Lecture 22. Recurrence and transience of the multidimensional Brownian motion

In the next few Lectures we will illustrate through several examples of application the power of the stochastic integration theory.

We start with a study of the multidimensional Brownian motion. As already pointed out, a multidimensional stochastic process (B_t)_{t \ge 0}= \left( B^1_t,\cdots, B^n_t\right)_{t \ge 0}, is called a Brownian motion if the processes (B^1_t)_{t \ge 0} , \cdots, (B^n_t)_{t \ge 0} are independent Brownian motions. In the sequel we denote by \Delta the Laplace operator on \mathbb{R}^n, that is

\Delta =\sum_{i=1}^n \frac{\partial^2}{\partial x_i^2}.

The following result is an easy consequence of the Itō’s formula.

Proposition. Let f: \mathbb{R}_{\ge 0} \times  \mathbb{R}^n\rightarrow \mathbb{R} be a function that is once continuously differentiable with respect to its first variable and twice continuously differentiable with respect to its second variable and let (B_t)_{t \ge 0}=(B^1_t,...,B^n_t)_{t \ge 0} be a n-dimensional Brownian motion. The process
X_t=f(t,B_t)-\left( \int_0^t \frac{1}{2} \Delta f (s,B_s)+\frac{\partial f}{\partial t}(s,B_s) ds \right)
is a local martingale. If moreover f is such that
\sum_{i=1}^n \left(  \frac{\partial f}{\partial x_i}(t,x) \right)^2 \le \phi (t) e^{K \| x \|},
for some continuous function \phi and some constant K \in \mathbb{R}, then (X_t)_{t \ge 0} is a martingale.

In particular, if f is a harmonic function, i.e. \Delta f=0, and if (B_t)_{t \ge 0} is a multidimensional Brownian motion, then the process (f(B_t))_{t \ge 0} is a local martingale. As we will see it later, this nice fact has many consequences. A first nice application is the study of recurrence or transience of the multidimensional Brownian motion paths. As we have seen before, the Brownian motion recurrent: It reaches any value with probability 1. In higher dimensions, the situation is more subtle.

Let (B_t)_{t \ge 0}=(B^1_t,...,B^n_t)_{t \ge 0} be a n-dimensional Brownian motion with n \ge 2. For a > 0 and x \in \mathbb{R}^n, we consider the stopping time
T_a^x=\inf \{ t \ge 0, \| B_t +x \| =a \}.
Proposition. For a < \| x \|  < b,
\mathbb{P}\left( T_a^x < T_b^x \right)=  \begin{cases}  \frac{\ln b -\ln \|x \|}{\ln b-\ln a}, & n=2 \\  \frac{\| x\|^{2-n}-b^{2-n}}{a^{2-n}-b^{2-n}}, & n \ge 3.  \end{cases}

Proof. For a < \| x \| < b, we consider the function
f(x)=\Psi(\|x \|)=  \begin{cases}  \ln \| x\| , & n=2 \\  \| x \|^{2-n}, & n \ge 3.  \end{cases}
A straightforward computation shows that \Delta f=0. The process (f(B_{t \wedge  T_a^x \wedge T_b^x}))_{t \ge 0} is therefore a martingale, which implies \mathbb{E}\left( f(B_{ T_a^x \wedge T_b^x})\right)=f(x). This yields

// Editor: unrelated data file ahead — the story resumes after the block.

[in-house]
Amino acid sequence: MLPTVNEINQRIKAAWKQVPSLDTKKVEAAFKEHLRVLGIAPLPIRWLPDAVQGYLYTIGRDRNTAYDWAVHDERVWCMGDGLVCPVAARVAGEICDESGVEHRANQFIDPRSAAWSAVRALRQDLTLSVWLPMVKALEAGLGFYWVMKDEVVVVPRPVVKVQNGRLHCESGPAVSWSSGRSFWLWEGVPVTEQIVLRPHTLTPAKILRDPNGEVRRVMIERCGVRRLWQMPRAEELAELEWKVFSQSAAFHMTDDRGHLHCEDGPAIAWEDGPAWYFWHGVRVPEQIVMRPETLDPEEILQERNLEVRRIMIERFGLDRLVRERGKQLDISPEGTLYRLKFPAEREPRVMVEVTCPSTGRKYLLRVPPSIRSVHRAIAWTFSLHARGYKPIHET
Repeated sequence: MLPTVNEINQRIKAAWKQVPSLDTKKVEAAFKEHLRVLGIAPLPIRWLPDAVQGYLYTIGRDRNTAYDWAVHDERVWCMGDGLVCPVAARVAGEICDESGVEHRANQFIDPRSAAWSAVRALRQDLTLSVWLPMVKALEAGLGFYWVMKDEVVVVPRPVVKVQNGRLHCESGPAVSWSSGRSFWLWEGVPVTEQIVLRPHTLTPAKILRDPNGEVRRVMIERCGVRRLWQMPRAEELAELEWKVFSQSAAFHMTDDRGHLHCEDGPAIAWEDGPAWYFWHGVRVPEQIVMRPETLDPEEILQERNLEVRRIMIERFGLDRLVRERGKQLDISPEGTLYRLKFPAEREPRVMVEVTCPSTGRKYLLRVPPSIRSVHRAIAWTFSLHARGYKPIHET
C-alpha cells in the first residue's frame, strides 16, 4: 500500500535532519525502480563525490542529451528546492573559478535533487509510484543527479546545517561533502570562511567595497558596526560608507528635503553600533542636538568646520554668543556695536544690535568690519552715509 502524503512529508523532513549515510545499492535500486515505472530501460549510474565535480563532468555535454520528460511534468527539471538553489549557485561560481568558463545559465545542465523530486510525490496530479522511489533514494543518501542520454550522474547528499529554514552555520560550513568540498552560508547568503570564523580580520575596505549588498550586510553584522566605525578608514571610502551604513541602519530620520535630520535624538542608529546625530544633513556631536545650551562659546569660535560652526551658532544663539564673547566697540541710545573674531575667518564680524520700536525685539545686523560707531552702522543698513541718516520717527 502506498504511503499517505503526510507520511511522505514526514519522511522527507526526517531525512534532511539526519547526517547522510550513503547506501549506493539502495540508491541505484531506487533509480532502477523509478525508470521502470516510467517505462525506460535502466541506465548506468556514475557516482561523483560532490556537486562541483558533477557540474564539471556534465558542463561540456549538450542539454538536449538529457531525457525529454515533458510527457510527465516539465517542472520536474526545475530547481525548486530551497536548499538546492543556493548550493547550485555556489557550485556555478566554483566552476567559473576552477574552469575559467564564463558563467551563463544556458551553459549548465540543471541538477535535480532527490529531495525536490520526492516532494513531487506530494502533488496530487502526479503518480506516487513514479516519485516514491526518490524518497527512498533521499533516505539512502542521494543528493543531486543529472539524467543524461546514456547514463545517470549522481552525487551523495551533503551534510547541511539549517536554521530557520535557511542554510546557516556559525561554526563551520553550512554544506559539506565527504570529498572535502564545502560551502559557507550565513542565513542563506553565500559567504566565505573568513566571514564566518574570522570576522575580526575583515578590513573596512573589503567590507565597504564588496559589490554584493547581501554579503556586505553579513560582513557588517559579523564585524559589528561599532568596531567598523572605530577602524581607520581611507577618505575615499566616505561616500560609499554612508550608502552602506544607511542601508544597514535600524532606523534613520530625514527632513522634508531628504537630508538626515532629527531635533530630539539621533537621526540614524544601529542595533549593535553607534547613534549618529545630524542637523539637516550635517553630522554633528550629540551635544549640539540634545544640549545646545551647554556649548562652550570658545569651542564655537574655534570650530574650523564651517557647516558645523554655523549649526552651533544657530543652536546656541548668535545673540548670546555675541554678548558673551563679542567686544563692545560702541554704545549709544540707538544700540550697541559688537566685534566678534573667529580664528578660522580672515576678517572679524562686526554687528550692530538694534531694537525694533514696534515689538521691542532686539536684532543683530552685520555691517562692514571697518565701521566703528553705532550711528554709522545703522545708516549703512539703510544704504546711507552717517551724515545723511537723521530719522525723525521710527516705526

\Psi(a) \mathbb{P}\left( T_a^x < T_b^x \right)+\Psi(b) \mathbb{P}\left( T_b^x < T_a^x \right)=f(x).
\left( T_a^x < T_b^x \right)+\mathbb{P}\left( T_b^x < T_a^x \right)=1,
we deduce that
\mathbb{P}\left( T_a^x < T_b^x \right)=  \begin{cases}  \frac{\ln b -\ln \|x \|}{\ln b-\ln a}, & n=2 \\  \frac{\| x\|^{2-n}-b^{2-n}}{a^{2-n}-b^{2-n}}, & n \ge 3.  \end{cases} \square

By letting b \to \infty, we get
Corolllary. For 0 < a <  \| x \| ,
\mathbb{P}\left( T_a^x < +\infty \right)=  \begin{cases}  1, & n=2 \\  \frac{\| x\|^{2-n}}{a^{2-n}}, & n \ge 3.  \end{cases}
As a consequence, for n=2 the Brownian motion is recurrent, that is, for every non empty set \mathcal{O} \subset \mathbb{R}^2,
\mathbb{P}\left( \exists t \ge 0, B_t \in \mathcal{O}\right)=1.

Though the two-dimensional Brownian motion is recurrent, points are always polar.

For every x \in \mathbb{R}^n, \mathbb{P}( \exists t \ge 0, B_t=x)=0.

Proof. It suffices to prove that for every x \in \mathbb{R}^n, x \neq 0, \mathbb{P}\left( T_0^x < +\infty \right)=0. We have
\{ T_0^x < +\infty \} =\cup_{n \ge 0} \cap_{m \ge \frac{1}{\| x \|}} \{ T_{1/m}^x \le T_n^x\}.
Since \mathbb{P} \left(  \cap_{m \ge \frac{1}{\| x \|}} \{ T_{1/m}^x \le T_n^x\} \right)=\lim_{m \to \infty} \mathbb{P} \left( T_{1/m}^x \le T_n^x \right)=0, we get
\mathbb{P}\left( T_0^x < +\infty \right)=0 \square

As we have just seen, the two-dimensional Brownian motion will hit every non empty open set with probability one. The situation is different in dimension higher than 3: Brownian motion paths will eventually leave any bounded set with probability one.

Proposition. Let (B_t)_{t \ge 0}=(B^1_t,...,B^n_t)_{t \ge 0} be a n-dimensional Brownian motion. If n \ge 3 then almost surely
\lim_{t \to \infty} \|B_t \| =+\infty.

Proof. Let us assume n \ge 3. Let \Phi(x)=\frac{1}{\| x+a \|^{n-2}} where a \in \mathbb{R}^n. Since (B_t)_{t \ge 0} will never hit the point -a, we can consider the process (\Phi(B_t))_{t \ge 0} which is seen to be a positive local martingale from Itō’s formula. A positive local martingale is always a supermartingale. Therefore from the Doob’s convergence theorem, the process (\Phi(B_t))_{t \ge 0} converges almost surely when t \to \infty to an integrable and non negative random variable Z. From Fatou’s lemma, we have \mathbb{E}(Z) \le \lim \inf_{t \to +\infty} \mathbb{E} ( \Phi(B_t)). By the scaling property of the Brownian motion, it is clear that \lim \inf_{t \to +\infty} \mathbb{E} ( \Phi(B_t))=0. We conclude Z=0 \square

Exercise (Probabilistic proof of Liouville theorem) By using martingale methods, prove that if f:\mathbb{R}^n \to \mathbb{R} is a bounded harmonic function, then f is constant.

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